You are here

20/07/2017

Healthy Workplaces Good Practice Awards 2017 (part 3) – ergonomics in the spotlight

Improving a workplace’s ergonomics can have a positive effect on reducing physical burdens and psychosocial risks for staff, which can help older workers to stay in their roles for longer. Two of this year’s Good Practice Award winners, Continental AG and VitaS show how ergonomics can be successfully integrated into the workplace. 

Low_res_after.jpg

Companies looking to retain older workers and reduce workplace absences have recognised the importance of ergonomics. It can help employers in all sectors to optimise their working systems and reduce physical, environmental and psychosocial risks, and in turn, reduce absenteeism and early retirement.

VitaS, a social care sector employer from Belgium, got an occupational safety and health (OSH) expert on board to carry out ergonomic assessments at its various sites to identify areas where physical burdens could be reduced, particularly for older staff.

A survey was also conducted on the use of lifting aids in nursing departments and as a result a lifting policy was developed and implemented to reduce physical risks. The data collected from the survey was also used to assess training needs. Certified instructors were then hired to train lifting coordinators and coaches to provide training to fellow employees.

VitaS is also using new technologies to improve work-life balance. An online self-scheduling scheme was introduced to allow workers greater flexibility. Older workers can also reduce their working hours, if they so wish. Intergenerational communication has also improved with younger and older staff working together to test new care-related apps on mobile devices.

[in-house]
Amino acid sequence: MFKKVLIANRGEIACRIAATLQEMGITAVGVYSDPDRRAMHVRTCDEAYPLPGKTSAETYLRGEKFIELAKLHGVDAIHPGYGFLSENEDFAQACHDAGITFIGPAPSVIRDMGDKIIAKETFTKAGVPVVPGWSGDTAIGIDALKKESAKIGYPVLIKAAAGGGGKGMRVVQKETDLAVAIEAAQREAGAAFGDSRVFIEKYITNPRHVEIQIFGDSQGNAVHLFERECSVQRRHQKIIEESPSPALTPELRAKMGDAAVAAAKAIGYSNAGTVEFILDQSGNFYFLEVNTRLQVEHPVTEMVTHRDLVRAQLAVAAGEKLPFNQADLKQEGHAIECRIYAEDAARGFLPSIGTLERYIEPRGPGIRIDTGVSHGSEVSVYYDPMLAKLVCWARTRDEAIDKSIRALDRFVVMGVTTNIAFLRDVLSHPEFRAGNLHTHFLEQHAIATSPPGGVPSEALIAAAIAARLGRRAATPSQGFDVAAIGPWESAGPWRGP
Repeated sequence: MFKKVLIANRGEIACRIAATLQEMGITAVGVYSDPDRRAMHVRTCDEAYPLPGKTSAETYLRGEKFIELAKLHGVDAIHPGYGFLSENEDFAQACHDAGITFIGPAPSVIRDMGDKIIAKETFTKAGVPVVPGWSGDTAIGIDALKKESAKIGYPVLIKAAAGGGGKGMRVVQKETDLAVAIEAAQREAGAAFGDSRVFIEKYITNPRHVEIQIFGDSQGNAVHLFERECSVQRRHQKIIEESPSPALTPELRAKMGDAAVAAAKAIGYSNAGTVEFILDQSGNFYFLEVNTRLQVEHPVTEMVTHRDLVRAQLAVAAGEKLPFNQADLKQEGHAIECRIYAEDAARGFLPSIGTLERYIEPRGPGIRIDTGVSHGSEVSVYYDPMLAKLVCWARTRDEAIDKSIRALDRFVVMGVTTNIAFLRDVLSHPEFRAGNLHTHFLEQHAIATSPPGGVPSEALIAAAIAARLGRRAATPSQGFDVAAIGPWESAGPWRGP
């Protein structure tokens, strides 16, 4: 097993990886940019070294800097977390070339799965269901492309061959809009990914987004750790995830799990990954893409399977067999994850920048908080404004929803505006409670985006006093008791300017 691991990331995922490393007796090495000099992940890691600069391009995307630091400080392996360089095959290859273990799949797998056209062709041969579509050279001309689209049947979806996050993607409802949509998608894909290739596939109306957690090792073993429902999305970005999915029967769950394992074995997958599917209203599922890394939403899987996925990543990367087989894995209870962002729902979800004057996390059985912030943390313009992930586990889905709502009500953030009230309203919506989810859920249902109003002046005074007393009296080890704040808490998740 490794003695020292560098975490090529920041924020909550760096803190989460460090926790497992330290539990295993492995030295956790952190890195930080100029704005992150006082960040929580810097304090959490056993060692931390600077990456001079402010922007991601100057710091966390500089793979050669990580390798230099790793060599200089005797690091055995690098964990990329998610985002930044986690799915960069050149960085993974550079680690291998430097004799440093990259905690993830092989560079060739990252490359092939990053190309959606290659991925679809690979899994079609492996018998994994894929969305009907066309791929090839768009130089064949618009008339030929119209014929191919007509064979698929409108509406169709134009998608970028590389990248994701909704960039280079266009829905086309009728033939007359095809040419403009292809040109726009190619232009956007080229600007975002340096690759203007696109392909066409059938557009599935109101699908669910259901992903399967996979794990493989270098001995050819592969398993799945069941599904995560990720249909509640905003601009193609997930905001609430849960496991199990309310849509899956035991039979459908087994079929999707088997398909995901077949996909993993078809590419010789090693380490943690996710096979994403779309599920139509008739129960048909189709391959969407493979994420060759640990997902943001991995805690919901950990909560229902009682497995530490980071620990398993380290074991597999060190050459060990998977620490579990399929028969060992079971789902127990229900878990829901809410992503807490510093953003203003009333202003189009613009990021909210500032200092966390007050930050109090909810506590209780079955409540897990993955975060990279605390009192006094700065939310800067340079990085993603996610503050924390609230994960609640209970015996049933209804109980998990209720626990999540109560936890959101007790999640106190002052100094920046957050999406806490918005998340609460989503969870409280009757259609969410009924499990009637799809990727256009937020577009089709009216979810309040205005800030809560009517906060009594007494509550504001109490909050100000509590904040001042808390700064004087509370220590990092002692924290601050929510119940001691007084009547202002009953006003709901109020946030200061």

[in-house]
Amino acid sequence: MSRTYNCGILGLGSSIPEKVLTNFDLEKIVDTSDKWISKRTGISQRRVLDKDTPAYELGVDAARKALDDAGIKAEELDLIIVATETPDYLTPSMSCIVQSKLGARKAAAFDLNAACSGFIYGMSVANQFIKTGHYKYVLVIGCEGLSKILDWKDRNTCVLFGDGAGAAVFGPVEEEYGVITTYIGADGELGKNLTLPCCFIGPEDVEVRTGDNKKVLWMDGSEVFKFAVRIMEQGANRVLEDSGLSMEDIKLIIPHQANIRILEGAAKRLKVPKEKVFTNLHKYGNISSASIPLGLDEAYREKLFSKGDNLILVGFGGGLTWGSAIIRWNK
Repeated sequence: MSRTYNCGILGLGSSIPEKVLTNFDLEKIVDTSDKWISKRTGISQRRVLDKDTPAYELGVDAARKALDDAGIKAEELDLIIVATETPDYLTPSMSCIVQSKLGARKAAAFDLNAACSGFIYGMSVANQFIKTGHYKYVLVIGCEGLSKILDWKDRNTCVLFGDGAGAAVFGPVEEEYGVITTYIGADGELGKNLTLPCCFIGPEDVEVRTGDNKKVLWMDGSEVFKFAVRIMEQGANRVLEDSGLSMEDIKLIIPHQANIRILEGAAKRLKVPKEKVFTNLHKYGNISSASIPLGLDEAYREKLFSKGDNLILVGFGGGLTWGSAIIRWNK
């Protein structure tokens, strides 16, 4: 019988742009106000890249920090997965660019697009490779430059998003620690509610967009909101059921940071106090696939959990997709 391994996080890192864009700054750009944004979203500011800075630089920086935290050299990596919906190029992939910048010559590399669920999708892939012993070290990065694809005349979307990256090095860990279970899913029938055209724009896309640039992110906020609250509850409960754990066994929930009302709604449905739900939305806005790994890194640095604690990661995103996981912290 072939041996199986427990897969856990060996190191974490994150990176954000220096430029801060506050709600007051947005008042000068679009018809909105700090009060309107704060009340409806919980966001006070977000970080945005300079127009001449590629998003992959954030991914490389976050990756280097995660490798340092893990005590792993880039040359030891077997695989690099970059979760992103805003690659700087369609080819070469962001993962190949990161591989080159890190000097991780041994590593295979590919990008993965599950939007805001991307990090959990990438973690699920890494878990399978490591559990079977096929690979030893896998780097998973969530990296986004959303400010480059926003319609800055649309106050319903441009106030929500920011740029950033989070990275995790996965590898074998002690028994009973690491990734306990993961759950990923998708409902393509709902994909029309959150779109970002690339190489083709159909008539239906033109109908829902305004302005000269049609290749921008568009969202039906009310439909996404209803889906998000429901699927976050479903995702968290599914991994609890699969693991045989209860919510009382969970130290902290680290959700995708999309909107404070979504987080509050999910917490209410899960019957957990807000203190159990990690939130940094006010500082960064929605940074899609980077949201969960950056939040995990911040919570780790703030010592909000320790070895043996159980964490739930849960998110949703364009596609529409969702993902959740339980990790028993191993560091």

This comprehensive approach involving staff of all ages has paid off, with workers reporting that they felt involved and were listened to when measures were being implemented. Ergonomic changes to equipment and training have improved the physical health of employees, and health promotion measures such as stress-management training were also well received.

Similar results have also been achieved by German automotive manufacturing company Continental AG, who are redesigning their high-risk workplaces in order to improve working conditions for all, regardless of age or gender. Continental’s workforce is ageing and by 2020 workers over the age of 50 will make up half of their workforce, so action is required now to avoid a shortage of skilled workers.

Continental established dedicated ergonomics teams to identify and assess physical and psychosocial occupational risks at all their sites. Once risks are identified, the teams use better ergonomics to redesign workplaces. Ergonomics is now integrated into business planning at every stage — prospective ergonomic assessment is now required during the design and purchasing processes for all new workplaces.

The company has also used a software documentation system to gather demographic data for all sites to create company-wide exposure databases and a collection of good practices. This can then be used for primary prevention, or to reallocate people to more suitable roles where health conditions are a factor. This can be particularly useful for workers who have undergone a period of rehabilitation and are returning to work.

The new measures introduced have reduced physical overload at Continental and increased its ability to retain older workers. The measures introduced by both Continental and VitaS are sustainable and easily transferable, and can help all companies looking to improve work organisation and increase flexibility for their staff.

Visit the Healthy Workplaces Good Practice Awards website to find out more about the competition, and take a look at this year’s Good Practice Award booklet to find out more about the winning and commended examples.